Another reason why calculating pain and suffering damage is tricky is that the definition of pain and suffering can vary from state-to-state and context-to-context. In general, pain and suffering is described as “mental anguish” that affects someone after an accident or due to an injury. But even the term “mental anguish” is too vague.

Will your claim consider depression caused by missing work and losing mobility as a form of mental anguish? What about the anxiety you feel whenever driving after getting hit by a drunk driver? Is the overwhelming embarrassment that you feel when in public due to a permanent scar caused by your accident also pain and suffering? The answers to these questions can change from one case to another, further adding to the complications of calculating fair noneconomic damage.

Proving Your Pain and Suffering

Insurance companies hate paying noneconomic damage because they think paying for an intangible injury is unjust or unfair. You can expect that the insurance company answering your injury claim will want to challenge the extent of your pain and suffering however they can. To give them a difficult legal battle, you should be prepared to prove that your pain and suffering is real and that it has affected your life in the way you say.

Documentation that can be used to prove the extent of your pain and suffering:

  • Medical records: Medical experts can give prognoses about how much they think your life will change because of your injuries, especially after you reach your maximum medical improvement (MMI) or the point at which you are no longer expected to heal, regardless of what medical treatments or tools are used.
  • Employer statements: Your employer or supervisor can give written statements about how your work has needed to be modified due to your injuries. They should also note if your earning capability has been reduced due to being no longer able to complete tasks required of higher-paying positions in the company or industry.
  • Family and friend testimonies: People who are close to you can give testimonies about how your life has changed for the worse since your accident. They will know best what you were like before and how you act now. Oftentimes, close friends and family members are the first to notice a decline in another’s mental health.

What is the Numeric Rating Scale for Pain?

Perhaps one of the most important pieces of tangible evidence to prove your pain and suffering is a Numeric Rating Scale for pain, or NRS-11, often used by medical providers. If you have been seriously injured in an accident, then you have almost certainly been asked to rate your pain using the NRS-11 throughout your treatments. The scale typically includes cartoon faces that gradually shift from a smile at “0 or No Pain” to a grimace at “10 or Worst Pain Imaginable.”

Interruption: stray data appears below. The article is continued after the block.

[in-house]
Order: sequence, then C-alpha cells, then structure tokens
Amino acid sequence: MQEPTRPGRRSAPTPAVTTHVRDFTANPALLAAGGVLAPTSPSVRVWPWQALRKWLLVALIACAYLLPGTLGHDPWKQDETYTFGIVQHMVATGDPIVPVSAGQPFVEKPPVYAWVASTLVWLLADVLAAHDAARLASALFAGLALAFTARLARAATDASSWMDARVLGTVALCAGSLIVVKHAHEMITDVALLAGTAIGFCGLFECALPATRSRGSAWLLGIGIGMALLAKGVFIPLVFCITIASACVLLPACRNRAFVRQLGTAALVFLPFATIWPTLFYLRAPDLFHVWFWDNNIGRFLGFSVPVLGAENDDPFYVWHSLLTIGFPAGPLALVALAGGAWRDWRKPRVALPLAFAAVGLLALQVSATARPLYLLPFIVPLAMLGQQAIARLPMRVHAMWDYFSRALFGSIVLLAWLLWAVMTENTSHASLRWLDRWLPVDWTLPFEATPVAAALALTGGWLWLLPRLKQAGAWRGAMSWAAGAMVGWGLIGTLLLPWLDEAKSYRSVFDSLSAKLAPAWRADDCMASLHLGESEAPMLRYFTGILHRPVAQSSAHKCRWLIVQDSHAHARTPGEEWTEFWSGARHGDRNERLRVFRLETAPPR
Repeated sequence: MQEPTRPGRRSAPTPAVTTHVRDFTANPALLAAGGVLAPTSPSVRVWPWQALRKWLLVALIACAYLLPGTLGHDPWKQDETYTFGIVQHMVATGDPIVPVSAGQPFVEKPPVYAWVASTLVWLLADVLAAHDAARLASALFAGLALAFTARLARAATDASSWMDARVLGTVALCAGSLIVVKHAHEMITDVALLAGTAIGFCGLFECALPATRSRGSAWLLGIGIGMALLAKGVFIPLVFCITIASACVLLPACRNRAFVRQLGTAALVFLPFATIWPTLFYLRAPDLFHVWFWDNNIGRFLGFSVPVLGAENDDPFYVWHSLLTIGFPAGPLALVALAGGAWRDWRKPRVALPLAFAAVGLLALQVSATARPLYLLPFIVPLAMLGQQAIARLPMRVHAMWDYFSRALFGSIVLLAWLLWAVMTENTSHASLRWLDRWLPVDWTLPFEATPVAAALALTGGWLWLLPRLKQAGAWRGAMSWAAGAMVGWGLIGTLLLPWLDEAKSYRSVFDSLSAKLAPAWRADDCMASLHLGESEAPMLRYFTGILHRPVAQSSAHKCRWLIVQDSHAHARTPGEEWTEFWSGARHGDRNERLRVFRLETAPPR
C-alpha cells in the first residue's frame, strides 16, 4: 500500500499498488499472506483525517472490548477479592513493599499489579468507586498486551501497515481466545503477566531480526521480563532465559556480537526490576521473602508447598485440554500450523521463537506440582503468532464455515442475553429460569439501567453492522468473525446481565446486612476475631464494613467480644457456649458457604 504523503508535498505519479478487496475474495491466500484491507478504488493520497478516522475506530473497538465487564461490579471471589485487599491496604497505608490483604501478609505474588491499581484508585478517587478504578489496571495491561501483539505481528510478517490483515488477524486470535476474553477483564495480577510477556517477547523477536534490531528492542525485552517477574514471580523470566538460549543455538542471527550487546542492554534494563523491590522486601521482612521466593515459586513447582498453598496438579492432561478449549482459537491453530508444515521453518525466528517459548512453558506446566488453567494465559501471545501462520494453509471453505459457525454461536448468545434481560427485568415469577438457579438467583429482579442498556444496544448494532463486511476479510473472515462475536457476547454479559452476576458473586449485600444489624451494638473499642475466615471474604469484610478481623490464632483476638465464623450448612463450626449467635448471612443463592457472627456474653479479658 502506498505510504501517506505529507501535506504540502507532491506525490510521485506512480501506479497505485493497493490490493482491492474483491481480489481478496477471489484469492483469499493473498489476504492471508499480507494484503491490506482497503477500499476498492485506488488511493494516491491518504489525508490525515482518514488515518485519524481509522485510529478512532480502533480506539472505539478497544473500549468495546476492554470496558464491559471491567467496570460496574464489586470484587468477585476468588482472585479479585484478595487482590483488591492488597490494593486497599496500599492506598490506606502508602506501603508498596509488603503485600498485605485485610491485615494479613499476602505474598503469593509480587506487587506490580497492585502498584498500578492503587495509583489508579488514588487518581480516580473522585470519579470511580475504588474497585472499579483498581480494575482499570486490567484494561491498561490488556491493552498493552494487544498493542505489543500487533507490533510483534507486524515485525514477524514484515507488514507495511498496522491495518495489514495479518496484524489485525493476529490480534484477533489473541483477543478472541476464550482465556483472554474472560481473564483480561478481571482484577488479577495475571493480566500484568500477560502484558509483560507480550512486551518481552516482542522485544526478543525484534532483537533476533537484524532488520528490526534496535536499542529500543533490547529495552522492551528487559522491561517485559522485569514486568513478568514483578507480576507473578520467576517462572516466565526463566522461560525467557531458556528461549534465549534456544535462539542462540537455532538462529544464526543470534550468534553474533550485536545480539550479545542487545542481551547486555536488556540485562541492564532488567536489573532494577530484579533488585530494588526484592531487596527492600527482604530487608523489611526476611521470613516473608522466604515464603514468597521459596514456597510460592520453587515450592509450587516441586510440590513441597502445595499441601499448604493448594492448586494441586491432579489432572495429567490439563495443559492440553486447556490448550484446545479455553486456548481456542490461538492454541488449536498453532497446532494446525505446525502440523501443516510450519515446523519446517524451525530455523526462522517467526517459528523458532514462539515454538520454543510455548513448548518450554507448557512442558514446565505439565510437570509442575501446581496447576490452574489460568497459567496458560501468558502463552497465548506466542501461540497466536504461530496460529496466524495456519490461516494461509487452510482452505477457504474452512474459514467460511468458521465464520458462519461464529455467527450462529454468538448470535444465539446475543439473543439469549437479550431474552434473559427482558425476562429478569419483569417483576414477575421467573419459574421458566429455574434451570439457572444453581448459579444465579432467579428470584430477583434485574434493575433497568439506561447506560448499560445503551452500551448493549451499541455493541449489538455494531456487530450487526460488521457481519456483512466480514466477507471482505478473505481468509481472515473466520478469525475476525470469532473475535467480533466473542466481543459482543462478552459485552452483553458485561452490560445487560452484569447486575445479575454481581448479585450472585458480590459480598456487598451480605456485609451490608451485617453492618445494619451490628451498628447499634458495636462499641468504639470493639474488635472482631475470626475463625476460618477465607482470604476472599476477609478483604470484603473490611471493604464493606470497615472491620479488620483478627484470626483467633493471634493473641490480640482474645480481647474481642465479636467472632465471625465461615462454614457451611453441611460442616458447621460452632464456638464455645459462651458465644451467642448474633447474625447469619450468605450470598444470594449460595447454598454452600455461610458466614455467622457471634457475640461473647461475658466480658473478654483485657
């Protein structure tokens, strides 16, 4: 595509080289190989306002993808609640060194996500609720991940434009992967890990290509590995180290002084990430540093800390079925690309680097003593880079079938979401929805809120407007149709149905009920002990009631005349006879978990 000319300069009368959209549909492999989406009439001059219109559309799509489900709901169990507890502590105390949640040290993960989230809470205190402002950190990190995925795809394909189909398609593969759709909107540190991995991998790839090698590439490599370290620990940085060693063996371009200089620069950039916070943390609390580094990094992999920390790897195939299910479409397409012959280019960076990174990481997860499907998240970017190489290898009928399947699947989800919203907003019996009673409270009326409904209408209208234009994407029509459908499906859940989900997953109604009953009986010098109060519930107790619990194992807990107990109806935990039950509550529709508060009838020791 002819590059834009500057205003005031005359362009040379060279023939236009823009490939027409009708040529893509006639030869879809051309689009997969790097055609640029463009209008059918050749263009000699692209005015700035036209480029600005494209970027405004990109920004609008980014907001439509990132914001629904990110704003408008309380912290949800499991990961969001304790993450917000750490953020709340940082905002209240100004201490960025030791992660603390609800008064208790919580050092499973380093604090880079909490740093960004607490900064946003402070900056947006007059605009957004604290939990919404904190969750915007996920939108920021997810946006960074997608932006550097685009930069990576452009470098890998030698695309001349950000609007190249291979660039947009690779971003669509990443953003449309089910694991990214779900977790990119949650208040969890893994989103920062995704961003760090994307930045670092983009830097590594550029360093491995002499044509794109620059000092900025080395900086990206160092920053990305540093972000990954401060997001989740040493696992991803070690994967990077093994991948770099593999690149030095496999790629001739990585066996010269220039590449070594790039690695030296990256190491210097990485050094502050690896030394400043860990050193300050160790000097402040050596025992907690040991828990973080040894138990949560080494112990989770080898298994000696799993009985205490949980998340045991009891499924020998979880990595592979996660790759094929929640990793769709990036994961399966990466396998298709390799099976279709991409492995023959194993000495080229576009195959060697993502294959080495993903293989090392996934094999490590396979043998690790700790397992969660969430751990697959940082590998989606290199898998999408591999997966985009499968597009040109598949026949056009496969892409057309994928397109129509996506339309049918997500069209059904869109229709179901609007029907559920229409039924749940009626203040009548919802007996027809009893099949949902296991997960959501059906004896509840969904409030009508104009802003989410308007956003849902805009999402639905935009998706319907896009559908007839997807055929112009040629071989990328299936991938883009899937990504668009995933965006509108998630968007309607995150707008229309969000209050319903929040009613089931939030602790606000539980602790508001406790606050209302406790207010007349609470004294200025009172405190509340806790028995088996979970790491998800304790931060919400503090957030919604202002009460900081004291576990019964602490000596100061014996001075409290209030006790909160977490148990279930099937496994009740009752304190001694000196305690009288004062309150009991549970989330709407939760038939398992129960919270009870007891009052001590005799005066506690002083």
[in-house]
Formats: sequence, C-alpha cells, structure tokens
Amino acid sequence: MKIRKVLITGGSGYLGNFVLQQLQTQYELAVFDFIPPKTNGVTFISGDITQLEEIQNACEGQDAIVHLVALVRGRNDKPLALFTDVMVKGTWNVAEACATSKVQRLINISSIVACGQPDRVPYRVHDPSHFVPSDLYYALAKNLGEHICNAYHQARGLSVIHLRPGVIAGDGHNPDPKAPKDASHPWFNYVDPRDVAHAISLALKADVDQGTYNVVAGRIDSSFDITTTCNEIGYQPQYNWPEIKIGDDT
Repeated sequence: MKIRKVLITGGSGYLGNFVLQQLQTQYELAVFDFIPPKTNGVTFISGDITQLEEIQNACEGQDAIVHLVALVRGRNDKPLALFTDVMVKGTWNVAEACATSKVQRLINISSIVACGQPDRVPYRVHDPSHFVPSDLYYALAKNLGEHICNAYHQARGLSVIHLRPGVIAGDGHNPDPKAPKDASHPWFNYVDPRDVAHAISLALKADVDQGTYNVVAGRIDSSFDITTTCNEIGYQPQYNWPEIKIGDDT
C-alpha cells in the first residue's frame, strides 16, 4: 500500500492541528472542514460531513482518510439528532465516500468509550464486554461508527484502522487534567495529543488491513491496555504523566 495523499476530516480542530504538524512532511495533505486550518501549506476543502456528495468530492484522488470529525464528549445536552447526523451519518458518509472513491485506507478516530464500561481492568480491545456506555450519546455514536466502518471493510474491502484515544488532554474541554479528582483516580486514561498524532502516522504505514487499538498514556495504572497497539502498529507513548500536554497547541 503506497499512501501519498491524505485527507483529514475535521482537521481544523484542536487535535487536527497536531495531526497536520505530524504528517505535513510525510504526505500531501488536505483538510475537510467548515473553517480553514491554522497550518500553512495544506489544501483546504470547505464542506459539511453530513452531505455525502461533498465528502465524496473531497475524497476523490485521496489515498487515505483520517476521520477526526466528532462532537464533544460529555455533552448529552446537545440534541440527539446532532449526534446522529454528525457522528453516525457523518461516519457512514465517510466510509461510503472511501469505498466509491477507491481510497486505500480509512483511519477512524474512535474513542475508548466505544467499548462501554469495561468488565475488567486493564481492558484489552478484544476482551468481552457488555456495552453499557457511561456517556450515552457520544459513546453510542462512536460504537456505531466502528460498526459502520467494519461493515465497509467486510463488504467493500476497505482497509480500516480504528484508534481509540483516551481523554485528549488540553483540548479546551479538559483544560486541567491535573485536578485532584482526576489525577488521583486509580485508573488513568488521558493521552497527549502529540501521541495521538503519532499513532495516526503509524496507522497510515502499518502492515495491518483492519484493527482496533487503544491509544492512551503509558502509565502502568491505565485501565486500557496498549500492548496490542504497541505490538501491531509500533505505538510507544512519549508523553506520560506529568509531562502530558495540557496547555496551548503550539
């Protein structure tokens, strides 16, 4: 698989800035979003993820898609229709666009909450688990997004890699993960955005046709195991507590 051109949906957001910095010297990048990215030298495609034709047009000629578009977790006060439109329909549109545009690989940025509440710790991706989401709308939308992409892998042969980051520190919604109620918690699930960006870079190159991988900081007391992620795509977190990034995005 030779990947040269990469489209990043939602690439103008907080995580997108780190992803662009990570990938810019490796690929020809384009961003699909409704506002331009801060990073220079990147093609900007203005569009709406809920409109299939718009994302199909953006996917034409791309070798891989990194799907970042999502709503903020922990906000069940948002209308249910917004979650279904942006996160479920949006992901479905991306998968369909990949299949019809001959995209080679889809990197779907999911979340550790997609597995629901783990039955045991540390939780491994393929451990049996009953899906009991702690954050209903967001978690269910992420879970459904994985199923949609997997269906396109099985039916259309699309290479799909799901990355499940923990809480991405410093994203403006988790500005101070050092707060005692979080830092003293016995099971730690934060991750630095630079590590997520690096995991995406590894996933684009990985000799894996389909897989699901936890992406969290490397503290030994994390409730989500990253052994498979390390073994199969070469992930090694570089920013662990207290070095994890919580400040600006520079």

As your medical treatments progress, your medical provider should be taking notes about where you are self-reporting your pain on this scale. Doctors will usually ask multiple times in a single session to make certain the patient is being honest and accurate about their self-reported pain. Medical notes that show your levels of pain across an extended period of time can be powerful tools when used by an experienced personal injury attorney. If you have consistently reported that you were feeling pain on the higher end of the scale despite months of medical treatments, then your lawyer will have an easier time arguing that the accident has made a traumatic and life-changing impact that must be answered with a sizeable amount of noneconomic damage.

Hiring an Attorney for Pain and Suffering Damage

The duration method for calculating pain and suffering damage will often achieve a value that far exceeds the total economic damage you are owed. The multiplier method guarantees it will. With so much money on the line, the defending insurance company will not sit down and allow your claim to progress smoothly. Furthermore, the difficulty of calculating a fair amount of noneconomic damage only adds to the complexity and cloudiness of the situation.

If you want to demand the right amount of pain and suffering damage and avoid the stress of challenging an insurance company on your own, then you should hire a personal injury attorney soon after your accident. The Law Offices of Harold D. Carr offers injury claim representation to people throughout Washington. We have gone head-to-head with major insurers for decades, which gives us more experience, insight, and successes than most other law offices can hope to boast. Discover your legal options and how we can make your claim easier for you by dialing (800) 520-6617 to schedule a free case review.